J. A. Pieper

Fri, Jul 27, 2012 : 3:01 p.m.

I hope everyone thanks the right people, just remember this is not coming from the AAPS, which it should be! Pretty sad when the schools have to depend on a Thrift shop for funding! So keep up your donations and shop there first, it's totally local!


Fri, Jul 27, 2012 : 2:37 p.m.

O wow. That is going to really put a spin on transportation. Why? Because we now have to rewrite the bus routes or toss the ones that excluded the after school for the ones that had them previously. Don't you just love last minute decisions? Thanks for this and now the drivers will still have money in their pockets. Now, can we close Clemente and restore the choir budget?


Fri, Jul 27, 2012 : 2:33 p.m.

This is definitely great news. I think it is one of those expenses that will pay in unforeseen dividends (letting kids stay for homework help, clubs, etc..). I am just curious, are all the donations to AAPSEF allowed to be delegated to something specific of the donor's choosing, or just really big donations like the Norton one? (If anyone reads this as being a bash, I don't mean it to sound that way, just curious as I think some would be more willing to donate if they felt it would go towards something specific that is near and dear to them)


Fri, Jul 27, 2012 : 2:37 p.m.

A quick look at their website, and the gift types: The types of gifts that AAPSEF accepts include: · Unrestricted (funds go towards the General Fund) · Restricted (funds go towards a specific program or purpose) · Honor and Memorial · Endowment Fund · Planned Gifts · In-Kind Gifts · Matching Gifts


Fri, Jul 27, 2012 : 2:17 p.m.

This is wonerful news for middle school students who would have missed out on thousands of after school opportunities for enrichment. Thank you to those who made this possible!


Fri, Jul 27, 2012 : 2:12 p.m.

Before this thread turns into another AAPS bashing forum, let's do a little math. 86k to run 10 buses (average Liz's 1-3 per 5 schools estimate) for about 120 days of school comes to about 70 bucks a trip. 70 bucks to pay a driver's and support personnel's salaries, fuel and maintenance. 70 bucks to give every Ann Arbor kid a chance to join any club they want whether their parents have transportation or not. 70 bucks to give middle school kids a chance to belong to a group, develop positive relationships, and extend the learning day. I'd say it's money well spent on our kids. And money well-managed, too.


Fri, Jul 27, 2012 : 2:10 p.m.

$64k divided by 34 weeks (doesn't run first or last week of school) divided by 3 days per week divided by 13 bus runs among the six schools comes to about $48.27 per bus run. No, this is not what's wrong with the schools. Our inability or unwillingness to break down a number before we opine about it is perhaps closer to What's Wrong with our schools. It is one of the critical thinking skills that teachers really can and do teach when they are not constrained by curricula that focus on the three weeks of multiple choice State testing these children will endure in a year.

Danielle Arndt

Fri, Jul 27, 2012 : 2:38 p.m.

justcary, I am not sure where you are getting the $64,000 from. The figure is $86,000.


Fri, Jul 27, 2012 : 1:52 p.m.

Danielle, the statement that about 187 kids used the bus is misleading. Please get clarification from Ms. Margolis. Many more children at each building use it, at different times in the club cycle. That number may mean 187 per day, but is not clear. Also, late buses run Monday Tuesday Thursday, not TWTh. Wednesdays after school are staff meeting time.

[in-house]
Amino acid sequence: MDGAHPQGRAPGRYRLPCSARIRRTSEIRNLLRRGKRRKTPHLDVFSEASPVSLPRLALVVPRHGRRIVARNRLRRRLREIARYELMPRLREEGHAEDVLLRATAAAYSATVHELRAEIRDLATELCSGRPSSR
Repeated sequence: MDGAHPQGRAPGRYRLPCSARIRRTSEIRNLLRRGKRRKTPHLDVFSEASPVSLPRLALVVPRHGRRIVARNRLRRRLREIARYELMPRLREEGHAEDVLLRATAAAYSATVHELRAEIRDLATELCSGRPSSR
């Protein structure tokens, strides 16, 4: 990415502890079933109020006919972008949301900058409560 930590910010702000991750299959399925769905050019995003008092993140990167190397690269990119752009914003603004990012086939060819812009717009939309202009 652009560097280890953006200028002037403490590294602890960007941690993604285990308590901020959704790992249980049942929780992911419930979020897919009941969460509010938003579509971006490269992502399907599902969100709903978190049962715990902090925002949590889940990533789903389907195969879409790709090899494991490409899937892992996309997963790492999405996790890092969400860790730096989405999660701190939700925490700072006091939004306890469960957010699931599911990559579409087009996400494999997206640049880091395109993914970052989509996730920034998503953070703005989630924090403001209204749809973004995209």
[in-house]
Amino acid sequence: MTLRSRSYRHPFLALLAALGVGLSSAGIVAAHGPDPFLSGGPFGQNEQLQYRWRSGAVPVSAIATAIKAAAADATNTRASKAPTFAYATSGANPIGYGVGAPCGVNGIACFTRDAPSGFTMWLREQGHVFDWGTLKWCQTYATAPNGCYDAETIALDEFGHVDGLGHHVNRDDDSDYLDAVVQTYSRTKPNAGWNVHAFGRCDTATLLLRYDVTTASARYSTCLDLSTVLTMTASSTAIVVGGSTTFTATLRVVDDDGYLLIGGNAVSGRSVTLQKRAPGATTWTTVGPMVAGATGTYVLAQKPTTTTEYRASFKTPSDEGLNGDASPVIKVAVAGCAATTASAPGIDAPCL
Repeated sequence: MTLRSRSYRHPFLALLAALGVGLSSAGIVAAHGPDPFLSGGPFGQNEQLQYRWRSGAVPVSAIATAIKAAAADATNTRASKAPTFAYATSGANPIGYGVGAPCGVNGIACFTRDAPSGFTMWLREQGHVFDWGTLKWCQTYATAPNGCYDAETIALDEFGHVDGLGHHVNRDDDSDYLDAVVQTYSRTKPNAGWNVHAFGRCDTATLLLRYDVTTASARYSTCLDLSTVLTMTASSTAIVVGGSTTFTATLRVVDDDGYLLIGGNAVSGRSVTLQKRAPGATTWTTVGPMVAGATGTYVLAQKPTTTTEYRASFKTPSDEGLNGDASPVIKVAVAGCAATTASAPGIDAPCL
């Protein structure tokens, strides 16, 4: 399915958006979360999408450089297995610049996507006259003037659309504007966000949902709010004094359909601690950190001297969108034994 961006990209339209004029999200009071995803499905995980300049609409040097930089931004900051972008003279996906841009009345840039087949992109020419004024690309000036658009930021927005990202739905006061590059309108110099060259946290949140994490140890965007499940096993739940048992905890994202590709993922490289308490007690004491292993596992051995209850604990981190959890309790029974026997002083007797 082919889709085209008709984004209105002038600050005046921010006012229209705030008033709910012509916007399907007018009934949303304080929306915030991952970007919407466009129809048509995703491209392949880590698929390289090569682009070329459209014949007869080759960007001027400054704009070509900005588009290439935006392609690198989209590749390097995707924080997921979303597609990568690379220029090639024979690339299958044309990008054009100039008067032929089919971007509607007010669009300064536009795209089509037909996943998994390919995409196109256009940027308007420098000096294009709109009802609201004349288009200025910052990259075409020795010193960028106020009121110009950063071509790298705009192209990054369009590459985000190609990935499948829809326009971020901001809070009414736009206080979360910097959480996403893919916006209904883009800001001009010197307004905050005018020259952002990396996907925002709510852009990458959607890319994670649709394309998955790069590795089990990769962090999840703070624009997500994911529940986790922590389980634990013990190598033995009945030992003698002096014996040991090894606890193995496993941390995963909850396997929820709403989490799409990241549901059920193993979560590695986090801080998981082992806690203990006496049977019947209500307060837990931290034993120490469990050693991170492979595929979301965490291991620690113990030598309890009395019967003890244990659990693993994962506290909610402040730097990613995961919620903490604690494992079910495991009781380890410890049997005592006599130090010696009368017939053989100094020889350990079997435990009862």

Sat, Jul 28, 2012 : 11:27 a.m.

This benefits the parents more then it benefits the children to be very honest. Children have somewhere to go other then roaming the streets and making mayhem. The middle schools promote the clubs thanks to the teachers who are willing to stay afterschool to promote the club. So you really need to thank a teacher not the benefactor. IMO So, yes, during the year more children do ride afterschool. To me? Afterschool is more like a babysitter for parents who work late.


Fri, Jul 27, 2012 : 4:34 p.m.

I heard it was more like 1500 or more individual students will benefit, based on last years ridership. It might be 200 drops a day, but it is different kids each day.

Danielle Arndt

Fri, Jul 27, 2012 : 2:48 p.m.

justcary, the sentence referring to the 187 students clearly states that this was the figure solely for the spring sports/club season. Not for the total year. Liz Margolis described the figures as a "snapshot" of a typical, single day in the spring. Later on in the story, it states an average of 37 students boarded from each individual building, with Scarlett having the most use with 55 students. Again, this was just for the spring season, the most recent numbers available. The specific building totals that season were: Clague - 49, Forsythe - 33, Scarlett - 55, Slauson - 20 and Tappan - 30. I have a phone call in to Liz to check the days that the buses run. Thanks for your questions and for reading.

Karen Howatt

Fri, Jul 27, 2012 : 1:25 p.m.

Is the entire 64k needed to fund busses just for after school clubs??? If so that is absolutely ridiculous! No wonder the AAPS is in trouble.


Fri, Jul 27, 2012 : 1:59 p.m.

No, it's for students who need a ride home after school, after participating in clubs AND sports. 6th graders have their practices right after school, and are ready to leave at 4 PM. There are lots of sports going on in the middle schools. There's also a homework club after school, for kids who need additional help. Students can also ride the bus if they need to stay after school to work on homework or labs with a teacher; they just need staff to write them a pass for the bus. This is a very generous gift from the Norton family, and thanks to the A2PTO Thrift Shop.


Fri, Jul 27, 2012 : 11:43 a.m.

Thank you to the Norton family and Ann Arbor PTO Thrift shop! This is a true gift to our children. The middle school years are so important.